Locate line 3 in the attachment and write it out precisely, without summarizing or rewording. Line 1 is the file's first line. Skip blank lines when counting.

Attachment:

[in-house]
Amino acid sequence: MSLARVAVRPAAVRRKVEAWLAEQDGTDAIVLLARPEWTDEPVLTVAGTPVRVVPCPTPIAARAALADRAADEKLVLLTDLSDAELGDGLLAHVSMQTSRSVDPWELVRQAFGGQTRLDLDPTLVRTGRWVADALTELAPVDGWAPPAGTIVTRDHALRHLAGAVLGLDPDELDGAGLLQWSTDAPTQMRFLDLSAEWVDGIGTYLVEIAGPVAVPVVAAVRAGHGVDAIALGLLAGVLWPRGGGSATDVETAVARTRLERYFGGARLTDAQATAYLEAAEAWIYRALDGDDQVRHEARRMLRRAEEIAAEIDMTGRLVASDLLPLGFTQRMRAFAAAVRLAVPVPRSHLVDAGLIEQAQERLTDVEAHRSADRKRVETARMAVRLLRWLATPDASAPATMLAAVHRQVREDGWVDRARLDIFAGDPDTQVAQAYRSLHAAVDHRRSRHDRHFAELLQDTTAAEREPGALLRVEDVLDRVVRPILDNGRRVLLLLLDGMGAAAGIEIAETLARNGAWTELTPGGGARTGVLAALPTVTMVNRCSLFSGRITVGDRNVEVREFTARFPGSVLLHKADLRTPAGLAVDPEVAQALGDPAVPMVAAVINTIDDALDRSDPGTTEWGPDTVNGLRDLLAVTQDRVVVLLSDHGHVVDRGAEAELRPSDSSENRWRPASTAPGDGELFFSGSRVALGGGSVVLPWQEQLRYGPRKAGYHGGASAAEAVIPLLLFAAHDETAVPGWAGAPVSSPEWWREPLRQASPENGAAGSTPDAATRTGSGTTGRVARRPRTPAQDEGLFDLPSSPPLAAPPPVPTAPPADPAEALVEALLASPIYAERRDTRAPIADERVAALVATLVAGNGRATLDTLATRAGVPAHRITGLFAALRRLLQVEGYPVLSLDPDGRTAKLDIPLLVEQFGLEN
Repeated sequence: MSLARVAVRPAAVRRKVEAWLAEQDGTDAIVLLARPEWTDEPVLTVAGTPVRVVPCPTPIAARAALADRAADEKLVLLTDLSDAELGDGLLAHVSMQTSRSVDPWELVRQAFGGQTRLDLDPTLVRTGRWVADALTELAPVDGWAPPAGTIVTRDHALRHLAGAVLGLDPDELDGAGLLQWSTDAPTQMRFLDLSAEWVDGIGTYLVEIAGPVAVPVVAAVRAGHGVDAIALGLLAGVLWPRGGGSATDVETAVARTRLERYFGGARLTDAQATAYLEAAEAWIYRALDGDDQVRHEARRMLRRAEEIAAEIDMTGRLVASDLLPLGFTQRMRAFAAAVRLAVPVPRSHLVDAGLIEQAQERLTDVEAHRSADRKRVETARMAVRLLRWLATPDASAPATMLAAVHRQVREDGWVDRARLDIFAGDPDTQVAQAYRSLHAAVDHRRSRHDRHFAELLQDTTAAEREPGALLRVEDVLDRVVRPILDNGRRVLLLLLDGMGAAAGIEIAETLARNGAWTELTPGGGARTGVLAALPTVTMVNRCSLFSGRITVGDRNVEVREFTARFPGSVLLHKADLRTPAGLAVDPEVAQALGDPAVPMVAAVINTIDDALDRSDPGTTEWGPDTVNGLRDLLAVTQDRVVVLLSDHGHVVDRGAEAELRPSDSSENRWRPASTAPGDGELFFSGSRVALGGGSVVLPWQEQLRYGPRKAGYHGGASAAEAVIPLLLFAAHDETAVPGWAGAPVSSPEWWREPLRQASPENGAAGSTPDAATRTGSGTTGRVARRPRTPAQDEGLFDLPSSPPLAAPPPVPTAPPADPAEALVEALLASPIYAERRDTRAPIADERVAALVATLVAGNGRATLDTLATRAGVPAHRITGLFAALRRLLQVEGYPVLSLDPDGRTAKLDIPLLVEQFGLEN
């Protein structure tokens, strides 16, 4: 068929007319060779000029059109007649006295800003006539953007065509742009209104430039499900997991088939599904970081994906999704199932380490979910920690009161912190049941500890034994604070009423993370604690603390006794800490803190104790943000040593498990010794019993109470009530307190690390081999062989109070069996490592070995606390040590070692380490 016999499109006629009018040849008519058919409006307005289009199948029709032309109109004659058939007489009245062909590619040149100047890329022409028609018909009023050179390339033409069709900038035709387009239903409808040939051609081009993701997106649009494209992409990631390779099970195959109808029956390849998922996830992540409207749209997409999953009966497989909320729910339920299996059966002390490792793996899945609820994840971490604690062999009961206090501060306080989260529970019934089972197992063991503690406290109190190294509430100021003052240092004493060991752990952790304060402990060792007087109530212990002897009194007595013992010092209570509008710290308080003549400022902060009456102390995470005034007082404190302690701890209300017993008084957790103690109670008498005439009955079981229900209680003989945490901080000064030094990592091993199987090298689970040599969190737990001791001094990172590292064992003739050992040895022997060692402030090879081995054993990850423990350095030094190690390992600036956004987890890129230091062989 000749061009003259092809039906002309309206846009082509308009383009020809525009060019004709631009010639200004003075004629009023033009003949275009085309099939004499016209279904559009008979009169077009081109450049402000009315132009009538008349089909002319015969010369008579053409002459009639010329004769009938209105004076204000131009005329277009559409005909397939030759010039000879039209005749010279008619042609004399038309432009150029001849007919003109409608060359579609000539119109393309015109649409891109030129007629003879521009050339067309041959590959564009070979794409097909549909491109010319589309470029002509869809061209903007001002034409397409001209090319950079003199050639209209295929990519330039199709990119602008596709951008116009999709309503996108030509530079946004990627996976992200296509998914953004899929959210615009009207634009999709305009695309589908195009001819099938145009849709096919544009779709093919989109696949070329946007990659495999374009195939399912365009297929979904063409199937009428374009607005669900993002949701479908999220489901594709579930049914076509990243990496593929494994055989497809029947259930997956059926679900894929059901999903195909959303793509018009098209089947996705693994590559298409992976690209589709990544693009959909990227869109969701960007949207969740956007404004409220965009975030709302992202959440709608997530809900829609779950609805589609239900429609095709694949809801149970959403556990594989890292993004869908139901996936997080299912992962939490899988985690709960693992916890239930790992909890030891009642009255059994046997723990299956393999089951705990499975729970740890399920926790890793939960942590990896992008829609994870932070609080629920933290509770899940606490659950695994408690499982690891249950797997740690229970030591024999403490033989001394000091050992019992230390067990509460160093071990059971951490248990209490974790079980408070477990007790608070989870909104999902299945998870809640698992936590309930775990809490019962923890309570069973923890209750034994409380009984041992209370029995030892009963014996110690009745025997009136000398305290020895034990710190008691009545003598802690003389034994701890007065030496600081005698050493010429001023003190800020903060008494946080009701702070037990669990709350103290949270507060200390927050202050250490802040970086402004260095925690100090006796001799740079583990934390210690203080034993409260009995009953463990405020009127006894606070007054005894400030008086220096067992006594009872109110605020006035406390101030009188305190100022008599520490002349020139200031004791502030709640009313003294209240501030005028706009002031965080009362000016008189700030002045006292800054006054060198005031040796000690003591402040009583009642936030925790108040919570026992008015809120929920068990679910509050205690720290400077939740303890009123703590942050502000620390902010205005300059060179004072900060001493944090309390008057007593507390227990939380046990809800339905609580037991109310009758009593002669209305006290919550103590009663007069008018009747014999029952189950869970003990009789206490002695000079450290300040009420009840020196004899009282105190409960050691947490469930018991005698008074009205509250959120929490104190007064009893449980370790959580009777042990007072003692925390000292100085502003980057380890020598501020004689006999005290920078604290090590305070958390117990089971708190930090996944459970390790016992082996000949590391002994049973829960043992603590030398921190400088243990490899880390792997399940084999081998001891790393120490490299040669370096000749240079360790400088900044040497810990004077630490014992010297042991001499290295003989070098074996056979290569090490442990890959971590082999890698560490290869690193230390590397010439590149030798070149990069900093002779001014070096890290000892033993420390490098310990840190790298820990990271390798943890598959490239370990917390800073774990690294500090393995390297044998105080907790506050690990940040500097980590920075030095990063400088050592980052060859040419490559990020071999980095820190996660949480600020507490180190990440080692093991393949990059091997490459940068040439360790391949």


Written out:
Repeated sequence: MSLARVAVRPAAVRRKVEAWLAEQDGTDAIVLLARPEWTDEPVLTVAGTPVRVVPCPTPIAARAALADRAADEKLVLLTDLSDAELGDGLLAHVSMQTSRSVDPWELVRQAFGGQTRLDLDPTLVRTGRWVADALTELAPVDGWAPPAGTIVTRDHALRHLAGAVLGLDPDELDGAGLLQWSTDAPTQMRFLDLSAEWVDGIGTYLVEIAGPVAVPVVAAVRAGHGVDAIALGLLAGVLWPRGGGSATDVETAVARTRLERYFGGARLTDAQATAYLEAAEAWIYRALDGDDQVRHEARRMLRRAEEIAAEIDMTGRLVASDLLPLGFTQRMRAFAAAVRLAVPVPRSHLVDAGLIEQAQERLTDVEAHRSADRKRVETARMAVRLLRWLATPDASAPATMLAAVHRQVREDGWVDRARLDIFAGDPDTQVAQAYRSLHAAVDHRRSRHDRHFAELLQDTTAAEREPGALLRVEDVLDRVVRPILDNGRRVLLLLLDGMGAAAGIEIAETLARNGAWTELTPGGGARTGVLAALPTVTMVNRCSLFSGRITVGDRNVEVREFTARFPGSVLLHKADLRTPAGLAVDPEVAQALGDPAVPMVAAVINTIDDALDRSDPGTTEWGPDTVNGLRDLLAVTQDRVVVLLSDHGHVVDRGAEAELRPSDSSENRWRPASTAPGDGELFFSGSRVALGGGSVVLPWQEQLRYGPRKAGYHGGASAAEAVIPLLLFAAHDETAVPGWAGAPVSSPEWWREPLRQASPENGAAGSTPDAATRTGSGTTGRVARRPRTPAQDEGLFDLPSSPPLAAPPPVPTAPPADPAEALVEALLASPIYAERRDTRAPIADERVAALVATLVAGNGRATLDTLATRAGVPAHRITGLFAALRRLLQVEGYPVLSLDPDGRTAKLDIPLLVEQFGLEN